Dexter Cartoon for July 30, 2004

I had some nice feedback following last week’s “Dexter” cartoon, so I’ve decided to make my old cartoons a regular Friday feature. I don’t have many cartoons to choose from, but I should be able to keep this going for a few months. I actually drew “Dexter” five days a week for a couple of years so you’d think I’d have hundreds to pick from, but I have just a handful scanned in, many of which are too dated to reprint (they were all drawn between 1989 and 1991).

The ones I have scanned are my “safe” cartoons which I sent to syndicates. See, the majority of my Dexter comics talked about race, religion, politics and sex, and they used language that would make Garfield and Beetle Bailey run screaming into the hills. I knew I’d never get into the newspapers with that stuff, so I created a number of strips which tackled less sensitive subjects, hoping to use them to sneak into the papers. I figured once I was syndicated I could push the boundaries. Sounded like a great plan to me, but it hit a rather large roadblock: no syndicate was interested in distributing my work.

I spent a year or two slumming around trying to get my comics published, but had little luck. Then in 1995 I discovered the Web and realized I could do my own publishing – cheap. So, off I went to build my first Web site. At that time the tools for building sites were really bad, so I decided to build my own. On my Dexter site a few months later, I announced my new HTML editor – which, of course, was HomeSite 1.0. The end of the story is that HomeSite turned out be far more successful than my comics, and I followed HomeSite into a career as a computer programmer.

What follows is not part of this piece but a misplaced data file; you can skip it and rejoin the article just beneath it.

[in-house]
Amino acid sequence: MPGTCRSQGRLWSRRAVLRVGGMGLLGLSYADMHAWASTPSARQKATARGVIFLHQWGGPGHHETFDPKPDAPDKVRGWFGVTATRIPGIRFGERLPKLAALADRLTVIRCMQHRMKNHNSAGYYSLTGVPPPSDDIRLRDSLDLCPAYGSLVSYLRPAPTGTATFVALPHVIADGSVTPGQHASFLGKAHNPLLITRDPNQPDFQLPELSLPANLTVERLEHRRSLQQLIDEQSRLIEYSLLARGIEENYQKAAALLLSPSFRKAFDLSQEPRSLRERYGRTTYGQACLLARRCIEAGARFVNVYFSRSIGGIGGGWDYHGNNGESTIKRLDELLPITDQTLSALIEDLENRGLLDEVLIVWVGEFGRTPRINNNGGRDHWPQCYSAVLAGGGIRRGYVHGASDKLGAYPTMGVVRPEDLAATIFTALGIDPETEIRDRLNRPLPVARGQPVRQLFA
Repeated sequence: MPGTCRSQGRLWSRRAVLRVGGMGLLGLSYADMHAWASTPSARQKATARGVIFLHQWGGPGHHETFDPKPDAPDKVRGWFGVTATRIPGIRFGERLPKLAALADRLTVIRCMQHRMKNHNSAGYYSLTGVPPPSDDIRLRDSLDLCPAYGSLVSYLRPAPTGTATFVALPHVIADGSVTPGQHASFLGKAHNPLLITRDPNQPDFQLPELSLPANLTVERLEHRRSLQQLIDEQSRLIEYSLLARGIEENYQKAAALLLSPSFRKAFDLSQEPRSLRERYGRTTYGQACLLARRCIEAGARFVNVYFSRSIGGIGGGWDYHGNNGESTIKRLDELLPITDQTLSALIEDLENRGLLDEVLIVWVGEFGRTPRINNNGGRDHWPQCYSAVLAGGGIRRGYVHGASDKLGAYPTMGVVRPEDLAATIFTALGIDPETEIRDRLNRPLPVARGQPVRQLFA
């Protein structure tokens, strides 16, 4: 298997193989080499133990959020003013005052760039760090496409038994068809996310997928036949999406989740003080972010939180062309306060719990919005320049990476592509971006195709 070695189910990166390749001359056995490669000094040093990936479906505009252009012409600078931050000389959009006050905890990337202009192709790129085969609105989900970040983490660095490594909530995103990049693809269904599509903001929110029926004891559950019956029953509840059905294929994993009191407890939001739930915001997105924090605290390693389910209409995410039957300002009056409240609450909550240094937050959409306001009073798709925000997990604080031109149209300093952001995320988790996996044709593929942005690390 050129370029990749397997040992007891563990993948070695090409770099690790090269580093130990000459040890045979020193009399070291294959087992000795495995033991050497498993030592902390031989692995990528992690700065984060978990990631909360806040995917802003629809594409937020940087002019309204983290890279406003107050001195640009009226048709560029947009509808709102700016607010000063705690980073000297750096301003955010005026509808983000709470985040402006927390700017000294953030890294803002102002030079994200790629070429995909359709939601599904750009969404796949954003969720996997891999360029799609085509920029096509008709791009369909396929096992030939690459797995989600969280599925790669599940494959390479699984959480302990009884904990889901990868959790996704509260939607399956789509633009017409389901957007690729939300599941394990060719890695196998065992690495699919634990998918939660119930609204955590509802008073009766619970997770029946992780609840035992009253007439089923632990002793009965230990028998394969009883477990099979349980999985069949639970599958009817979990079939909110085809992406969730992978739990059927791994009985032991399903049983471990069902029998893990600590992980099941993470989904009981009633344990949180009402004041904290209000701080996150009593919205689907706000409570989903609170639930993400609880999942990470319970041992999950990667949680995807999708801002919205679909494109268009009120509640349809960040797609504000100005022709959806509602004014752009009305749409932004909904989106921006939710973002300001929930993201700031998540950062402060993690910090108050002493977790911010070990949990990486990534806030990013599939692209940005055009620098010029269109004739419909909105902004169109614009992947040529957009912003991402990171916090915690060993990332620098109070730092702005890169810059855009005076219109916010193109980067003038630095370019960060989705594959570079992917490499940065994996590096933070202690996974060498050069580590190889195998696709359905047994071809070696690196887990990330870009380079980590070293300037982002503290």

Anyway…that’s the background story. Now here’s this week’s Dexter cartoon:

Dexter Cartoon

7 thoughts on “Dexter Cartoon for July 30, 2004

  1. Wow, That’s pretty interesting history!
    And I would love to see all the Dexter cartoons on your site as there is no censorship here! :)
    JD

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  2. That is easily one of the most interesting “how I became a computer programmer” stories I’ve ever heard.
    Usually they include references to 80’s hardware, not risque comic strips ;-)

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  3. I am quite fond of this particular cartoon. One of my standard replies at work when asked why I did not proact to a particular situation refers to the dearth of telephone calls from psychic hotline recruiters.

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  4. This brings to mind fond memories of a story I heard on CBC radio one morning as I was driving up Vancouver Island.
    “Taken completely by surprise, numerous employees arriving for work this morning were shocked to discover the doors to their workplace padlocked, with a sign in the window announcing that their employer, JoJo’s Psychic Alliance Hotline, had gone bankrupt.”

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